The Institution of Engineering and Technology (IET) has joined forces with Prospect, the trade union representing professionals in the UK, to announce a new joint working group to help companies recruit and retain more women engineers and scientists.
The group, which has grown out of a conference to coincide with International Women’s Day, will establish best practice guidance to share across industry on how best to recruit and retain women in science and engineering roles
Only six per cent of engineers in the UK today are women. This is due to a number of factors from the careers advice girls are given in schools, to schools not instilling girls with the confidence to opt for science and maths at A level. But it is also due to some employers needing to make their approach to recruitment and retention more female friendly.
Supported by Meg Munn MP, Baroness Prosser, Naomi Climer, President of Sony Media Cloud Services and IET President-elect, and Denise McGuire, Vice President of Prospect, the group will also have industry representation from a range of major employers who attended the conference, including the Met Office, Atkins Global and BAE Systems.
Unconscious bias: How can organisations and individuals shift subconscious social attitudes, stereotypes and ingrained recruitment and promotion attitudes that exist and negatively impact a more diverse workforce?
Good practice for retention: How can we encourage organisations to recognise that creating a level playing field for women benefits everyone. Flexible working, fair pay and a more inclusive culture should be on all organisations’ agenda because they are proven to improve overall staff retention, and are good for business.
Commenting on the new working group, Naomi Climer, President-elect of the IET and a member of the working group said: “We have talked about the lack of women in engineering and science for many years now. More female-friendly retention and recruitment practices are an important part of the challenge. By bringing together a working group which for the first time has representatives from Government, trade unions, industry and professional bodies, we want to get to the crux of the issue and come up with some hard hitting and practical guidance that can help more companies address this significant problem.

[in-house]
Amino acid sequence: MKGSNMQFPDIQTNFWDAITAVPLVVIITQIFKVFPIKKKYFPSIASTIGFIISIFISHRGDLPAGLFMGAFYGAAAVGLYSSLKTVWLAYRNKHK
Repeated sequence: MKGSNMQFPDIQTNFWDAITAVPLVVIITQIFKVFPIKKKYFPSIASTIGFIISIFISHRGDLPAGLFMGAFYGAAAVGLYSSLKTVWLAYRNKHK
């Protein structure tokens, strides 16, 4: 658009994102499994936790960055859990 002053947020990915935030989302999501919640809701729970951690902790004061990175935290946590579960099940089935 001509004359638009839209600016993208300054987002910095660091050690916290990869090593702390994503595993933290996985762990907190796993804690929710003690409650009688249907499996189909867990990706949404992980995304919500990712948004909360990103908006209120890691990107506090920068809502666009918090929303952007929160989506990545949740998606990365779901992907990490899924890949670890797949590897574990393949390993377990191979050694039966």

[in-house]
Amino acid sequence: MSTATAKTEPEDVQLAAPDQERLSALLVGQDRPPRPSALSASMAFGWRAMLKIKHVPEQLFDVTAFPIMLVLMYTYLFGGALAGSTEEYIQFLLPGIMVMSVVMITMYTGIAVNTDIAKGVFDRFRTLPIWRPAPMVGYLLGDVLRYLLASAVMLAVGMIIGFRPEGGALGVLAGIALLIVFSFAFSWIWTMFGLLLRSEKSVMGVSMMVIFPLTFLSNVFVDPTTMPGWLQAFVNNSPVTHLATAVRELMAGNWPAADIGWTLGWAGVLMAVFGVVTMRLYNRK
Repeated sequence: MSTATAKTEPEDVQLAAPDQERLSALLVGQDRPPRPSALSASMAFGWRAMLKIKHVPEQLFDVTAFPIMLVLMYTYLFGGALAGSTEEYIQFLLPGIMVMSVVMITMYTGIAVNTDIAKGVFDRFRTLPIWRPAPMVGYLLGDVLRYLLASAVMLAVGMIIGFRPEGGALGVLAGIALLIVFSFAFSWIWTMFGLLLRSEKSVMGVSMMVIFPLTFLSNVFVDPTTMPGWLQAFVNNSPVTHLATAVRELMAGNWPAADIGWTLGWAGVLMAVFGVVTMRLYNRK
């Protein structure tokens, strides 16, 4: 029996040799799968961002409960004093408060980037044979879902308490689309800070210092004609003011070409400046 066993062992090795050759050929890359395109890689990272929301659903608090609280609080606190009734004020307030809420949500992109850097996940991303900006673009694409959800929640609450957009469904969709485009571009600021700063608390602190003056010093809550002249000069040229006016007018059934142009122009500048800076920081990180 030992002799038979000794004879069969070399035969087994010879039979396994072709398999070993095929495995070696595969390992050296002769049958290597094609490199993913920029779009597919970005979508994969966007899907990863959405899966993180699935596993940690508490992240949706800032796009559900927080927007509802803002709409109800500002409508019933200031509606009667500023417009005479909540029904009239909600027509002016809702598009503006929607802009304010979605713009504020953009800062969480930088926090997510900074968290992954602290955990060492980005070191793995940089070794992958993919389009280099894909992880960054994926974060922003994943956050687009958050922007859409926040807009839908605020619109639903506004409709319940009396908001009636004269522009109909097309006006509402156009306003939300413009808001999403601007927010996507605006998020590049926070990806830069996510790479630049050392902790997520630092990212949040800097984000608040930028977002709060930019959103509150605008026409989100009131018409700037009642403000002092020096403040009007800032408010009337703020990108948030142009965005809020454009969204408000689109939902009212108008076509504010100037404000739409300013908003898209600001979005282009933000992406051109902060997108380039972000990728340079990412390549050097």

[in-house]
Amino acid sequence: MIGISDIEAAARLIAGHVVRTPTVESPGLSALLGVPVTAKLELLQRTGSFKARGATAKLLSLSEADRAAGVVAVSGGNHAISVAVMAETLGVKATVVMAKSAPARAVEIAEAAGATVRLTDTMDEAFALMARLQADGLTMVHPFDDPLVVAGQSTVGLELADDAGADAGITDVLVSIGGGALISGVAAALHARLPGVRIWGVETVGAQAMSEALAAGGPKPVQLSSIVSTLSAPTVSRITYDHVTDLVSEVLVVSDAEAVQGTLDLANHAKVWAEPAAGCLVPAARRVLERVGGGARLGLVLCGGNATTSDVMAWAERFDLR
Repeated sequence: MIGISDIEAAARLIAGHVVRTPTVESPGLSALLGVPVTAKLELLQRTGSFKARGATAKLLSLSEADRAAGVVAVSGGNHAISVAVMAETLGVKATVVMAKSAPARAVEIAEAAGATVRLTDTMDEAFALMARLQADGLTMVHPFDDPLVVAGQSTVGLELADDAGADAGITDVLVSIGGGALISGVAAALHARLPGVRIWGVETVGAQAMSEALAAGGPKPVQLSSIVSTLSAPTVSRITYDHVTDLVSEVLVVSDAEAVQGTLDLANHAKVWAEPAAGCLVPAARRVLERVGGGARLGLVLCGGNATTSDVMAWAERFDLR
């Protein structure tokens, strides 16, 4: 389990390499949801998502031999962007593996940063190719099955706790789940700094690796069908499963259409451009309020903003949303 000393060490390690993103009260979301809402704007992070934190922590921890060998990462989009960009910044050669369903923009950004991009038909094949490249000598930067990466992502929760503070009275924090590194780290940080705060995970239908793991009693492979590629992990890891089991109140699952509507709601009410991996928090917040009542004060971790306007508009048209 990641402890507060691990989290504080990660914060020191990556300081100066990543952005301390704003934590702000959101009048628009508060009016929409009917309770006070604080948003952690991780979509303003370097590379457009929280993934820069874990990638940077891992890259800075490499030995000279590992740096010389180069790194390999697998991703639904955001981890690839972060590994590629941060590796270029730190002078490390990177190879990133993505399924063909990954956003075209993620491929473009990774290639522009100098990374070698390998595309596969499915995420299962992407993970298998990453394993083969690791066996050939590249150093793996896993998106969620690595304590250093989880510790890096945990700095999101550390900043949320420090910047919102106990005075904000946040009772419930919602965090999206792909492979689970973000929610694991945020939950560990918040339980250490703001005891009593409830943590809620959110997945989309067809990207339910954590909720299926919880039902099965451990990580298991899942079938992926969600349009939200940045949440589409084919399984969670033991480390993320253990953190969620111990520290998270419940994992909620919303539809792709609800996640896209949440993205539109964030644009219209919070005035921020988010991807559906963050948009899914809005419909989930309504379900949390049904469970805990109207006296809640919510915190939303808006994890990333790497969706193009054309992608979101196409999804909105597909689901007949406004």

“While International Women’s Day is about championing women’s achievements, it’s also about making sure that women are achieving their potential. And it’s also about making sure our world economies – which increasingly depend on engineering, manufacturing and technology – are not being hampered by the fact we are missing out on the talent and contributions of 50% of the potential workforce.”
Denise McGuire, Vice President of Prospect, said: "Women are in STEM for careers, not just for International Women's Day! We need to stamp out Unconscious Bias and make the world of work a fairer place for everyone.”
More information on Prospect’s What’s Holding Women Back report, visit https://library.prospect.org.uk//download/2015/00309.
Notes to editors:
- Interview opportunities are available with IET spokespeople from a broad range of engineering and technology disciplines including cyber-security, energy, engineering skills, innovation, manufacturing, technology, transport and women in engineering.
- The IET is one of the world’s largest engineering institutions with nearly 160,000 members in 127 countries. It is also the most multidisciplinary – to reflect the increasingly diverse nature of engineering in the 21st century. Energy, transport, manufacturing, information and communications, and the built environment: the IET covers them all.
- The IET is working to engineer a better world by inspiring, informing and influencing our members, engineers and technicians, and all those who are touched by, or touch, the work of engineers.
- We want to build the profile of engineering and change outdated perceptions about engineering in order to tackle the skills gap. This includes encouraging more women to become engineers and growing the number of engineering apprentices.
- For more information, visit www.theiet.org
- Follow the IET on Twitter.